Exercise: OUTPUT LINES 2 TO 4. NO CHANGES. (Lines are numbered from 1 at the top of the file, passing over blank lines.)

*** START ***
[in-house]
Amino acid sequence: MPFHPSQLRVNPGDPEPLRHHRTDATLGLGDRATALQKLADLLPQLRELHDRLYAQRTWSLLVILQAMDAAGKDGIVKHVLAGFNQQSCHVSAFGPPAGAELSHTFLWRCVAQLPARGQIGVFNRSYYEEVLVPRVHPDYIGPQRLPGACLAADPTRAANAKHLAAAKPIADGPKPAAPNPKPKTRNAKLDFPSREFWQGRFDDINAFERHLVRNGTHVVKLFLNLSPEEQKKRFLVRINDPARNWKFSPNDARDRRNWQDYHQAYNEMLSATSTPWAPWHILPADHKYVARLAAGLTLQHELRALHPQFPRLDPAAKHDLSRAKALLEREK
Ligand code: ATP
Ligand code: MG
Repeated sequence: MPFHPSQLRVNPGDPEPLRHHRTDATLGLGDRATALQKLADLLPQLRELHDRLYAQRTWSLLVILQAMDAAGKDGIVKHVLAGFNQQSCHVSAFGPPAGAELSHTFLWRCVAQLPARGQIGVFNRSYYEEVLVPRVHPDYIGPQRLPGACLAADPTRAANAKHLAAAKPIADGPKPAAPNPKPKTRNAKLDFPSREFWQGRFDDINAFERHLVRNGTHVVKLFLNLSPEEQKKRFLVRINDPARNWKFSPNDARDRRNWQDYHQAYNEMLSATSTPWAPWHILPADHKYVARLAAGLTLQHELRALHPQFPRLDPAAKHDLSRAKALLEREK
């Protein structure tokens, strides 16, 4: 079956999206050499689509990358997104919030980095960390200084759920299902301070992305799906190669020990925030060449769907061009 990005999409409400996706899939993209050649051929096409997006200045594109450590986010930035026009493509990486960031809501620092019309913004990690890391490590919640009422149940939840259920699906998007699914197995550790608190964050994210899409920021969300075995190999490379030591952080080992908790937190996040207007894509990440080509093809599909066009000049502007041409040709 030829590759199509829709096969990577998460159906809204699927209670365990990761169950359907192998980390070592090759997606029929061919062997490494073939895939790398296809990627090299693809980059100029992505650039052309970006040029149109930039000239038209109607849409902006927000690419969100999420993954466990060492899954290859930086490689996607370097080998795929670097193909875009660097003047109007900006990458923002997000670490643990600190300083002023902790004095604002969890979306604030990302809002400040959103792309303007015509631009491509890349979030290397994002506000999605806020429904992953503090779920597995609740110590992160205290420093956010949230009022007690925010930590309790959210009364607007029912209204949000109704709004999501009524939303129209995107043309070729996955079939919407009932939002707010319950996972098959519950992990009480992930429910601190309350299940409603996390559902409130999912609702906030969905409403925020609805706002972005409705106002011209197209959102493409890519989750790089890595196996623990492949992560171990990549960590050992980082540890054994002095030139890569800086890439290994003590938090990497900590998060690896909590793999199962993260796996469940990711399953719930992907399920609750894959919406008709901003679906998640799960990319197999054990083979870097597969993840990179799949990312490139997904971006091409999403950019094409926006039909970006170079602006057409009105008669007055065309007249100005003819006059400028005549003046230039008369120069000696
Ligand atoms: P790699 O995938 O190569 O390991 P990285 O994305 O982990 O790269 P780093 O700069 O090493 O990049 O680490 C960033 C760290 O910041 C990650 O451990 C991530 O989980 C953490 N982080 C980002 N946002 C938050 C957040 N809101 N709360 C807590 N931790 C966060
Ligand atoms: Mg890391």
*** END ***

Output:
Amino acid sequence: MPFHPSQLRVNPGDPEPLRHHRTDATLGLGDRATALQKLADLLPQLRELHDRLYAQRTWSLLVILQAMDAAGKDGIVKHVLAGFNQQSCHVSAFGPPAGAELSHTFLWRCVAQLPARGQIGVFNRSYYEEVLVPRVHPDYIGPQRLPGACLAADPTRAANAKHLAAAKPIADGPKPAAPNPKPKTRNAKLDFPSREFWQGRFDDINAFERHLVRNGTHVVKLFLNLSPEEQKKRFLVRINDPARNWKFSPNDARDRRNWQDYHQAYNEMLSATSTPWAPWHILPADHKYVARLAAGLTLQHELRALHPQFPRLDPAAKHDLSRAKALLEREK
Ligand code: ATP
Ligand code: MG